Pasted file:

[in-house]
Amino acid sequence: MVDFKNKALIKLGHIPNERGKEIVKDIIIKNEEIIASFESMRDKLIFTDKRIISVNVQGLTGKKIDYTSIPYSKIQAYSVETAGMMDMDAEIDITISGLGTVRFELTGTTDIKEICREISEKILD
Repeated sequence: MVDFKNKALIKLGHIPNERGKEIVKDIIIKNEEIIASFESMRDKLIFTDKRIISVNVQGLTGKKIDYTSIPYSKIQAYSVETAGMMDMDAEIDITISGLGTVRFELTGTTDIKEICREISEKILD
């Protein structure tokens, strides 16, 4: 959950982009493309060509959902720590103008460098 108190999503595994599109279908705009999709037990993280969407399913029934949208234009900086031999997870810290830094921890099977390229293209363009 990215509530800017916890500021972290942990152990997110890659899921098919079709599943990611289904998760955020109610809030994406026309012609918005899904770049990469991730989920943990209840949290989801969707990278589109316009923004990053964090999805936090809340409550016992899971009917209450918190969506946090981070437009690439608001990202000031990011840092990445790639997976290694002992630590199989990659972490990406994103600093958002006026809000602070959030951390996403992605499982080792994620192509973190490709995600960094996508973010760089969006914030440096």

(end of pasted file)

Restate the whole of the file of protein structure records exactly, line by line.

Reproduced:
[in-house]
Amino acid sequence: MVDFKNKALIKLGHIPNERGKEIVKDIIIKNEEIIASFESMRDKLIFTDKRIISVNVQGLTGKKIDYTSIPYSKIQAYSVETAGMMDMDAEIDITISGLGTVRFELTGTTDIKEICREISEKILD
Repeated sequence: MVDFKNKALIKLGHIPNERGKEIVKDIIIKNEEIIASFESMRDKLIFTDKRIISVNVQGLTGKKIDYTSIPYSKIQAYSVETAGMMDMDAEIDITISGLGTVRFELTGTTDIKEICREISEKILD
């Protein structure tokens, strides 16, 4: 959950982009493309060509959902720590103008460098 108190999503595994599109279908705009999709037990993280969407399913029934949208234009900086031999997870810290830094921890099977390229293209363009 990215509530800017916890500021972290942990152990997110890659899921098919079709599943990611289904998760955020109610809030994406026309012609918005899904770049990469991730989920943990209840949290989801969707990278589109316009923004990053964090999805936090809340409550016992899971009917209450918190969506946090981070437009690439608001990202000031990011840092990445790639997976290694002992630590199989990659972490990406994103600093958002006026809000602070959030951390996403992605499982080792994620192509973190490709995600960094996508973010760089969006914030440096």